Hackers Can Use Apple Pay To Make Large Visa Contactless Payments With Locked iPhones

Researchers from the computer science departments at Birmingham and Surrey universities have discovered a way for hackers to make large and unauthorized payments from locked iPhones by exploiting the features of Apple Pay.

University researchers have found that the attack works on Visa cards in Express Transit mode in an iPhone wallet. They were able to make a contactless payment of £ 1,000 (around $ 1,350) without unlocking the iPhone in use. Despite being reported to Apple a year ago, the issue is still not resolved.

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Apple dismissed the attack vector as a “problem with a Visa system”; Visa not only insists that all payments are secure, but also that the attack put in place by the researchers was unworkable.

Express Transit mode was designed to allow a user to easily pass through ticket gates, making it possible to pay for entrance to sites or transport tickets without having to unlock their iPhone first. This can be exploited in an attack.

In short, the attack involves the use of a device claiming to be a teller machine and the signal from the iPhone attempting to communicate with the “portal” is intercepted. An application is used to trick a nearby payment terminal into believing that the iPhone is unlocked, thereby authorizing a payment to be made.

The researchers explain:

The attack on Apple Pay Transport is an active Man-in-the-Middle replay and relay attack. You need an iPhone to have a Visa card (credit or debit) configured as a “transport card”.

If a non-standard byte sequence (Magic bytes) precedes the standard ISO 14443-A WakeUp command, Apple Pay will consider this a transaction with a transport EMV reader.

We use a Proxmark (which will act as a reader emulator) to communicate with the victim’s iPhone and an NFC-enabled Android phone (which acts as a card emulator) to communicate with a payment terminal. The Proxmark and the card emulator must communicate with each other. In our experiments, we connected the Proxmark to a laptop, to which it communicated via USB; the laptop then relayed the messages to the card emulator via WiFi. The Proxmark can also communicate directly with an Android phone via Bluetooth. Android phone does not require root.

The attack requires immediate proximity to the victim’s iPhone. This can be achieved by holding the terminal emulator near the iPhone while its rightful owner is still in possession, stealing it, or finding a lost phone.

The attack works first replay the Magic bytes to the iPhone, so that it thinks the transaction is with an EMV transport player. Second, while transmission EMV messages, Terminal Transaction Qualifiers (TTQ), sent by the EMV terminal, must be changed so that the bits (flags) for Offline data authentication (ODA) for supported online permissions and EMV mode supported are fixed. Offline data authentication for online transactions is a feature used in special purpose readers, such as gateways to transit systems, where EMV readers can have intermittent connectivity and in-process processing. line of a transaction cannot always take place. These modifications are sufficient to allow a transaction to be relayed to an EMV reader outside of transport, if the transaction is under the contactless limit.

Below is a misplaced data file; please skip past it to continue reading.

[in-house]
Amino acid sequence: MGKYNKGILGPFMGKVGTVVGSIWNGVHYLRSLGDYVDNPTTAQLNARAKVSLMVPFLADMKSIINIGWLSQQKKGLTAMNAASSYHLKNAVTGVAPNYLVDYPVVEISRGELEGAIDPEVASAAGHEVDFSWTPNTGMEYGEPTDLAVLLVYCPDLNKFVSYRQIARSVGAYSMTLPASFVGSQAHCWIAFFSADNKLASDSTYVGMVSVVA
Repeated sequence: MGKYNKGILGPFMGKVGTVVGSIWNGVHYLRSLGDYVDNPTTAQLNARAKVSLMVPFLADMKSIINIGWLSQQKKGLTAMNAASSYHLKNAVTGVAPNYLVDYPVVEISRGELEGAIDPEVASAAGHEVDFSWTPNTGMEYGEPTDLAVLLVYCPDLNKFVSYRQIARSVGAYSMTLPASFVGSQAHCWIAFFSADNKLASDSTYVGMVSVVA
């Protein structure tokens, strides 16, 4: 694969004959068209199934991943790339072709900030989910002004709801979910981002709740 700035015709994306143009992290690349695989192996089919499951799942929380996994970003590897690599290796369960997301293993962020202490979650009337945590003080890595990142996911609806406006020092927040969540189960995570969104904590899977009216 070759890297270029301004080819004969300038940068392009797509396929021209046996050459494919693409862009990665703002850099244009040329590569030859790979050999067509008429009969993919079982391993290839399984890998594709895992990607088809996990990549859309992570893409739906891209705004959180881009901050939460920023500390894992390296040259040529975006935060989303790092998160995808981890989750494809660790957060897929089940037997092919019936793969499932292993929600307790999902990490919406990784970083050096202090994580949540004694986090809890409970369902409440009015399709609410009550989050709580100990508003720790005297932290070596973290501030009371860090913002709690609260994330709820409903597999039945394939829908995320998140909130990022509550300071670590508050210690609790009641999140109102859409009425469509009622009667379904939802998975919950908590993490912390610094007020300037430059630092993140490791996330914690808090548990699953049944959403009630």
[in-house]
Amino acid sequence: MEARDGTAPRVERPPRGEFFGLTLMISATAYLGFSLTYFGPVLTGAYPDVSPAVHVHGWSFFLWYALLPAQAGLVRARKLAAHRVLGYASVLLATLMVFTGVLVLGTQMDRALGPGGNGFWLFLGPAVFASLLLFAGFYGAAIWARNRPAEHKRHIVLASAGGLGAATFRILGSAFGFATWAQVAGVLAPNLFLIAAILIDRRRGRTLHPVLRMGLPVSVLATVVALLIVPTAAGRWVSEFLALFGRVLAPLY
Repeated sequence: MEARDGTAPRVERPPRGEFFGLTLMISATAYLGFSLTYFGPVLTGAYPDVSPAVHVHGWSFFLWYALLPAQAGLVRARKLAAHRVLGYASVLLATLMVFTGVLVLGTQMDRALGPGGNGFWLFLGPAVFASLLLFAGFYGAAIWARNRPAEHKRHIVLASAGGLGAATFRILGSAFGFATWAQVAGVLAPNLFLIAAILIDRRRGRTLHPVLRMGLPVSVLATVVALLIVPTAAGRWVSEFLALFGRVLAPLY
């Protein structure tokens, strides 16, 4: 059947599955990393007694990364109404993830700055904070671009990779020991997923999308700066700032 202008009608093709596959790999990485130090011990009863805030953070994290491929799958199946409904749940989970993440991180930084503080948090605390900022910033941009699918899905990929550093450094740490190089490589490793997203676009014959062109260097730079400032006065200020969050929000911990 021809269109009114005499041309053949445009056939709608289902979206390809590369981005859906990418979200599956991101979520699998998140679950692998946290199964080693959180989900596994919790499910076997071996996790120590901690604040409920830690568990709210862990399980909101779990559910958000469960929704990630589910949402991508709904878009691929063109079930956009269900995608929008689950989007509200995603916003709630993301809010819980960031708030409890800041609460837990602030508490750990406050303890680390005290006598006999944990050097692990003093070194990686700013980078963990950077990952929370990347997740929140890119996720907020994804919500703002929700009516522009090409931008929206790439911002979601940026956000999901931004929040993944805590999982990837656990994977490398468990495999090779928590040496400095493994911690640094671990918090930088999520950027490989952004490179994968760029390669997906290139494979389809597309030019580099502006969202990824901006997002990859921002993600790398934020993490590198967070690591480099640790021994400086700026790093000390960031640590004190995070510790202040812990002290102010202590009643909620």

In order to relay transactions beyond the contactless limit, the card transaction qualifiers (CTQ), sent by the iPhone, must be changed so that the bit (flag) of Consumer device cardholder verification method is set. This tricks the EMV reader into believing that user authentication on the device has been performed (e.g. by fingerprint). The CTQ value appears in of them messages sent by iPhone and must be changed in both cases.

In an article titled Practical EMV Relay Protection to be published at the 2022 IEEE Security and Privacy Symposium, the team of researchers summarizes their findings:

  • Apple Pay lock screen can be bypassed for any iPhone with Visa card set up in transit mode. The contactless limit can also be bypassed, allowing unlimited EMV contactless transactions from a locked iPhone.
  • An attacker only needs a stolen and powered iPhone. Transactions could also be relayed from an iPhone in someone’s bag without their knowledge. The attacker does not need any help from the trader and
    backend fraud detection checks did not stop any of our test payments.
  • This attack is made possible by a combination of loopholes in the Apple Pay and Visa system. It does not affect, for example, Mastercard on Apple Pay or Visa on Samsung Pay.
  • Our work includes formal modeling that shows that Apple or Visa alone could mitigate this attack. We notified them two months ago but neither of them fixed their system, so the vulnerability remains active.
  • We recommend all iPhone users to verify that they do not have a Visa card set up in transit mode and, if they do, to deactivate it.

Video of an attack can also be seen on the website.

Image credit: WDnet / Shutterstock creation

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